Americans are putting off medical care due to coronavirus fears — but there have been consequences

Original Article By Meera Jagannathan

The global public-health emergency has forced many Americans to put their own health care on the back burner, a new survey suggests.

Almost half of U.S. adults (48%) say they or a household member have skipped or put off medical care because of the COVID-19 pandemic, according to new polling by the Kaiser Family Foundation, a health-care think tank. Women (54%) were more likely than men (42%) to report this experience.

Of course, deferring or forgoing health care can have consequences: 11% of respondents overall said their or their family member’s condition had worsened as a result. But some 68% of people who had delayed or skipped care — and 32% of respondents overall — said they expected to get the care they needed within the next three months.

Hospital systems across the country are hurting as the pandemic forced most non-emergency procedures to be canceled, resulting in steep revenue loss. While many health-care workers are working on the front lines of the COVID-19 pandemic, others have faced furloughs, pay cuts or layoffs.

At the same time, the pandemic has added to Americans’ existing aversion to seeking medical care due to cost concerns. One in four people surveyed by Gallup late last year said that they or a family member had delayed treating a “serious” condition over the previous year because of cost, a record high for the company’s polling on that question.

Some 54% of renters said they had put off medical care because they couldn’t afford it, a separate 2019 survey of renters and medical professionals by Enterprise Community Partners, a national affordable-housing nonprofit, concluded.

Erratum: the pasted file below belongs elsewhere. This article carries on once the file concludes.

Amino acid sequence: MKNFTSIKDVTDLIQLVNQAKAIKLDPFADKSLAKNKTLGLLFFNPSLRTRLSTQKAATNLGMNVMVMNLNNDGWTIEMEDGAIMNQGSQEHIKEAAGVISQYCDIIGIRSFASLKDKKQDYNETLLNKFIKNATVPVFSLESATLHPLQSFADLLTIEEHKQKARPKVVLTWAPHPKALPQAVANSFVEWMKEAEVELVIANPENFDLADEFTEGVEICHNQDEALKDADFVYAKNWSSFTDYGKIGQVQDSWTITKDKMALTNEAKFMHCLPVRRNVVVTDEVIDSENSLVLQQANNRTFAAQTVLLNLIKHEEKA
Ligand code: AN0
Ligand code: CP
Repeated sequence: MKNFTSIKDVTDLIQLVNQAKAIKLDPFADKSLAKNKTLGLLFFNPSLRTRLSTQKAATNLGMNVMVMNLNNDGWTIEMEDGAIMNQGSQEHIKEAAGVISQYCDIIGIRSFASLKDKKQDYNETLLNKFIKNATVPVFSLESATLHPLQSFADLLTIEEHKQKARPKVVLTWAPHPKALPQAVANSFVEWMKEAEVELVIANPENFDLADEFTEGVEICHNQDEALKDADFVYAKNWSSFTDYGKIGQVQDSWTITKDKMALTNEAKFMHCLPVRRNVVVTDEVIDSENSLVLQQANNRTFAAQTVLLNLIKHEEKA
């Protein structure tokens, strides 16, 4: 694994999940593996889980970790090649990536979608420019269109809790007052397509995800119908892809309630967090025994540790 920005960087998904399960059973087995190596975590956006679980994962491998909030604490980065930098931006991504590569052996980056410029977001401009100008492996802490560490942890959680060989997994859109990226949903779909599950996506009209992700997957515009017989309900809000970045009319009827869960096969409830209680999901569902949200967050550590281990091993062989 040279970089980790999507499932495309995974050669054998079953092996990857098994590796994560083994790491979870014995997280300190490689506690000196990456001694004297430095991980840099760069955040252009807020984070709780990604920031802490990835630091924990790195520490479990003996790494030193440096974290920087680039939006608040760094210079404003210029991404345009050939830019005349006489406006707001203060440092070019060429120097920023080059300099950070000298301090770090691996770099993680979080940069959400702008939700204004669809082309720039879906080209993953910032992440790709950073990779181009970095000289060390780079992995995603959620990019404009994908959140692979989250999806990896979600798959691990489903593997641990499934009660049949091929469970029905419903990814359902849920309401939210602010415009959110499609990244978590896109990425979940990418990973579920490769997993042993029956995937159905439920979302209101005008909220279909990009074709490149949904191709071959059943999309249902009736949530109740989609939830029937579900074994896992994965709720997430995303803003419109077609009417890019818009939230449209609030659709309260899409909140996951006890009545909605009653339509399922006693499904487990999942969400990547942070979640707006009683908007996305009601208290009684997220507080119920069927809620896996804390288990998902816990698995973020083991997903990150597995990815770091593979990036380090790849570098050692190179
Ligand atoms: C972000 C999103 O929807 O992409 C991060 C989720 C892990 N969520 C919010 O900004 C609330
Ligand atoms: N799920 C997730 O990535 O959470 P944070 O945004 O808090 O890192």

The latest Kaiser poll, conducted May 13-18 from a random sample of 1,189 U.S. adults, also found that the vast majority of adults (86%) reported that their physical health had stayed about the same since the pandemic started, with older respondents even more likely than younger respondents to say so.

Mental health was another story: Some 39% of respondents said that coronavirus-related stress and worry had negatively impacted their mental health, though the share of respondents who said it had a “major” negative impact declined seven percentage points from early April.

Meanwhile, 31% of respondents said they’d had trouble paying for household expense, such as “credit-card or other bills” (18%), utilities (17%), rent or mortgage (15%), food (13%) or medical bills (11%). The share of people struggling to afford any household expense was higher (49%) among those living in households that had experienced job or income loss due to the pandemic.

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